Summer is coming to an end, and it’s finally starting to get cooler. With fall approaching and winter fast on its heels, there’s a lot to do around the house to make sure it’s ready for the change in weather. Regular maintenance will make it less likely that you get a surprise at the worst time and make your home more energy efficient as well. With its milder weather, fall is a great time for these tasks. By going through an essential fall maintenance checklist now, you can make sure your house is ready for winter.
Not all of these steps will be necessary for every house or region, so feel free to pick and choose what works for you. Also, if a task seems too difficult or dangerous (such as stomping around on the roof), please call in a professional instead of doing it yourself.
Check for cracks. Use caulk to repair any damage in areas where masonry and siding meet and around windows, doors, and utility accesses. Caulking is quick and easy and fixes numerous problems. No matter what climate you live in, water and temperature damage can occur. Keep your house well insulated and prevent mold and water damage by fixing up those cracks!
Check for peeling paint. If paint is peeling or blistering on the exterior of your house, it means the layer is no longer fully protecting the wall, and damage will occur. Fixing this problem early will be cheaper in the long run.
Check the garage door seals. Weather-strip the garage door, and make sure the seal between the door and the ground is tight.
Check the driveway. If you find any damage, clean it, repair with driveway filler, and coat with sealer.
Set up the windows and doors. Remove your screens from the windows and doors, treat them with a protective coating, and store them for the months when you don’t want to open up the house. Install storm windows and doors.
Clean out the gutters. After the leaves fall, make sure your gutters and downspouts are clear. Flush them out, check to make sure the joints are in good condition, and tighten any loose brackets. Clogged gutters can cause damage from water and ice. If your gutters are getting old, consider replacing them with new ones that include leaf guards to make the job easier.
Inspect the roof. Temperature changes can cause roof shingles to become loose and fall off, opening your house to all sorts of problems in the winter. Water damage and poor insulation can be devastating in the winter, and you don’t want to find out during a storm that you have a leak.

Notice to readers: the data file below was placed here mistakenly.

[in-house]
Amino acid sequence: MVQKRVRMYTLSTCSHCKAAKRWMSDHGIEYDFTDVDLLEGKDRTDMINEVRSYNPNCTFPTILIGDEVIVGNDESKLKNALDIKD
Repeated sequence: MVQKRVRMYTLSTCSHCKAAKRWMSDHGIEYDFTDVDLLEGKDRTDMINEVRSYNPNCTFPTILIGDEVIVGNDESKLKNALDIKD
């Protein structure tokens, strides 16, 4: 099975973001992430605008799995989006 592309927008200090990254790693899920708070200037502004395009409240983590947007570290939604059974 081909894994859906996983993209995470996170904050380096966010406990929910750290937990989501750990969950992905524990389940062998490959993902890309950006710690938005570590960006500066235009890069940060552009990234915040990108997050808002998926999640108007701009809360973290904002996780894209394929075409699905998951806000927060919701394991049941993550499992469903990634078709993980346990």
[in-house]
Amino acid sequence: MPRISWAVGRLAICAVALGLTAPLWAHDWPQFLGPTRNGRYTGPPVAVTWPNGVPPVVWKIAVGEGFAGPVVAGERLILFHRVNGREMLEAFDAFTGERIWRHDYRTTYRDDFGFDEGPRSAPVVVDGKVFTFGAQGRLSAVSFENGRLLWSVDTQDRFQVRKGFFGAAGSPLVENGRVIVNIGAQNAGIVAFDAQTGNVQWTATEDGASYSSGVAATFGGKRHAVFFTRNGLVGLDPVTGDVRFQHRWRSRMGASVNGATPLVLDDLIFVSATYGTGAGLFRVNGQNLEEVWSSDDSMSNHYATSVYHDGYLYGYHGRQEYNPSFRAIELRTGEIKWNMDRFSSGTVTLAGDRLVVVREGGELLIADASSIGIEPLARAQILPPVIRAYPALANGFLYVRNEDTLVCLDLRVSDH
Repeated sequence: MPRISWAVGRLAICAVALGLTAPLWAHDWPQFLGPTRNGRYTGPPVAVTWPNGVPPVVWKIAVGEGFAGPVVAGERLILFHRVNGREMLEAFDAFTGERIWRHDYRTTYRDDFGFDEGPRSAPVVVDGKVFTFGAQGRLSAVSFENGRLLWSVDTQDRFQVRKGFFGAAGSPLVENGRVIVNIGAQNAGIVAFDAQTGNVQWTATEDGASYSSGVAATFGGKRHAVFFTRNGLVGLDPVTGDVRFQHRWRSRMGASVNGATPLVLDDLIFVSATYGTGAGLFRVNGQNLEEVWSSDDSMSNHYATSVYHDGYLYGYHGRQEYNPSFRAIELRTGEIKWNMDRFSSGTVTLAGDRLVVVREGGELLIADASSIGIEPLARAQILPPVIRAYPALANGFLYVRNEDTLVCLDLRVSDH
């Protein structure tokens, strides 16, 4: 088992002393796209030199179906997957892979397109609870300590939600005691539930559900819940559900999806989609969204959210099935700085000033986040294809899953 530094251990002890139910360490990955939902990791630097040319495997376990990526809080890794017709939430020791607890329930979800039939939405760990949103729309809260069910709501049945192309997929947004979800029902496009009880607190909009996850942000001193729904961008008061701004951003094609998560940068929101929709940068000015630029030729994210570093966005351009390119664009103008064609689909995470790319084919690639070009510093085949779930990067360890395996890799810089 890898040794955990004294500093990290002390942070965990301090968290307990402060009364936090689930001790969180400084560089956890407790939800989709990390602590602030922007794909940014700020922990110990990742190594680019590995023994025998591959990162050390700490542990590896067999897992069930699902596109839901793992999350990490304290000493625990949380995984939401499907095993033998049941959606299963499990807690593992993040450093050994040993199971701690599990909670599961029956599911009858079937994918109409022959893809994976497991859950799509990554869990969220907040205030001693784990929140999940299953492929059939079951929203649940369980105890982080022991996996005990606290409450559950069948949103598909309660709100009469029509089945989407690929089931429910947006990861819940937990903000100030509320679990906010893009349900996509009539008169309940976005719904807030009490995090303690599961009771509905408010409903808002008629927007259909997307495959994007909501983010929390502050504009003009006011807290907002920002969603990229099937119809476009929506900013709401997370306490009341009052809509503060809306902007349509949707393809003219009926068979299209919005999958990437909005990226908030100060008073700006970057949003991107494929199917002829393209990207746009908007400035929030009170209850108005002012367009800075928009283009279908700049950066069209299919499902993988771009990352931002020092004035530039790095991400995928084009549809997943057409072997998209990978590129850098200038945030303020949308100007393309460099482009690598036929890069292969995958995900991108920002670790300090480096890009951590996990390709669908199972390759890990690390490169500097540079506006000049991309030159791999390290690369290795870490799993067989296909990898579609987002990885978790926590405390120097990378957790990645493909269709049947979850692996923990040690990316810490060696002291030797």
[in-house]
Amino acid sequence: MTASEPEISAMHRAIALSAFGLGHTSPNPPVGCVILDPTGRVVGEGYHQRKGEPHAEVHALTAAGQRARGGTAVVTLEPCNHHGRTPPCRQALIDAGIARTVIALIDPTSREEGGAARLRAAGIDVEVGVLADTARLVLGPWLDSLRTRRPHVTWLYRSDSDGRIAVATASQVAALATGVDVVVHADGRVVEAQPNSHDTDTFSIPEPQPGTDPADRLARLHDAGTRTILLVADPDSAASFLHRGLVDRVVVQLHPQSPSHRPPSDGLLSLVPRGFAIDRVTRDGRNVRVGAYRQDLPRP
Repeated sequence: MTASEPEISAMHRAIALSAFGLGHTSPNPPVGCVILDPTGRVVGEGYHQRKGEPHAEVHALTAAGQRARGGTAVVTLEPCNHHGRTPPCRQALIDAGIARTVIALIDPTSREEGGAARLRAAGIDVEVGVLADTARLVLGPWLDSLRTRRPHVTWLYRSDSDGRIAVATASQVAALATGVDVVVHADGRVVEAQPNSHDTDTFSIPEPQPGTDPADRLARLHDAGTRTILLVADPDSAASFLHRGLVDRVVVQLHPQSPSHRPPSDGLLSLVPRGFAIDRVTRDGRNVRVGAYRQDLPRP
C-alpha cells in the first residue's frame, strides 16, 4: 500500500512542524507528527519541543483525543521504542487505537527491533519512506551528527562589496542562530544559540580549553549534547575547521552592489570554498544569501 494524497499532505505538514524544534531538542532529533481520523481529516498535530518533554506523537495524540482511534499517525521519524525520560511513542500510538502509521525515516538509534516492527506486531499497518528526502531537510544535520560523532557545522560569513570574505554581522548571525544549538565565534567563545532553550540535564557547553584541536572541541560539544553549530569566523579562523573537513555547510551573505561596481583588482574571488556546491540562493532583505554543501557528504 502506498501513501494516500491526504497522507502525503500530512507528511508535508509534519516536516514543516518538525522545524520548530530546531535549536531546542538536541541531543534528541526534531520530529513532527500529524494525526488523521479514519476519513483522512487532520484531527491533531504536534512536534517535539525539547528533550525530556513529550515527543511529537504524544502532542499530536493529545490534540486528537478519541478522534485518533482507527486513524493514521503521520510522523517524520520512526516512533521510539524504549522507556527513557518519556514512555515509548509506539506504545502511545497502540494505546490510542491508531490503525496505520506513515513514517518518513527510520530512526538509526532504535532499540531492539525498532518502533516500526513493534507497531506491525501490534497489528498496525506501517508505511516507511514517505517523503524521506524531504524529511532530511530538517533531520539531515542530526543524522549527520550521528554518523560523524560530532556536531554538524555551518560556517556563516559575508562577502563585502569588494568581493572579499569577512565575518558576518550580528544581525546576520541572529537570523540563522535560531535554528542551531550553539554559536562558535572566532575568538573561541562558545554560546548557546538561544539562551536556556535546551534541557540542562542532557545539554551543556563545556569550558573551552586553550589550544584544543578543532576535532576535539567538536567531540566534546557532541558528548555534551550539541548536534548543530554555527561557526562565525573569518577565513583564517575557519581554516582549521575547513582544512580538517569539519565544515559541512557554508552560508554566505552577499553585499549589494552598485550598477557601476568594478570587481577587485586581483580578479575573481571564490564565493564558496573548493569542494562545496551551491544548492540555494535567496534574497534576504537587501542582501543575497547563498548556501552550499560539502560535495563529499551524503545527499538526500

Check the porch and deck. Make sure railings, handrails, stairs, and supports are in good condition
Trim the trees and bushes. It’s much easier to trim the foliage after the majority of the leaves have fallen.
Fertilize the lawn. A high phosphorus mix of fertilizer will help your grass bounce back when spring returns.
Organize your garage. Make sure everything is clean, in its place, and ready for summer equipment storage.
Put equipment into storage. Check your garden tools, yard equipment, and deck furniture for damage, make repairs if necessary, and store or cover them. Drain the hoses and store them indoors, and shut off all water valves to prevent ice damage.
Drain fuel from gas-powered equipment such as lawn mowers, chain saws, and leaf blowers.
Check winter equipment. Make sure all of your snow and cold weather equipment is in working order and ready to be used.
Check and fill bird feeders. If you plan on feeding birds during the winter, it’s best to continue with the feeding regularly throughout the colder months.
Empty soil from plant pots. This will prevent ice damage and cracking that can ruin good clay pots.
Prepare the pool. If you have a pool or hot tub, check the cover for damage and replace it if necessary. Drain and clean the pool before it gets cold.
Check seals around windows and doors. As with the outdoor fall maintenance, make sure you check the indoor seals as well. A large portion of energy costs for a house in the winter comes from heating. The more insulated your home is, the less money you’ll have to spend to keep it warm. Apply weather stripping and caulk where necessary. Don’t forget windows in the basement and attic.
Having your furnace and heating system checked. Bring in a professional for a heating system checkup before anything goes wrong. Preventative maintenance is the best way to ensure that your appliances don’t fail at the worst possible time, and it will make sure they run more efficiently.
Check the fireplace. Make sure your fireplace is cleaned out and has no visible cracks or other problems. Have a professional chimneysweep clear out the chimney. A stuffed up chimney is a dangerous fire hazard, so make sure it’s it working order before using it each year.
Change the direction of your ceiling fans. When the weather is hot, you want your fans blowing air down towards you to cool you off. In the winter, however, it’s better to change your fans to blow upwards to shove the hot air at the ceiling downward.
Test the smoke and carbon dioxide detectors. Make sure you have extra batteries on hand.
Prepare the air conditioner for winter. Clean the outside of the air conditioner and vacuum its internal parts. If you have window AC units, remove them and put them in storage. If you have a unit that stays outdoors, cover it with a tarp or dedicated AC cover.
Clean any humidifiers regularly. This keep bacteria from growing in the moist environment of the appliance.
By taking advantage of the mild fall weather, it’s easy to prepare your house for winter. Take these fall maintenance steps to make your house more energy efficient and maybe even prevent serious and costly problems from arising during the winter. If you want more tips about improving home energy efficiency, check out Complete Protection’s blog here.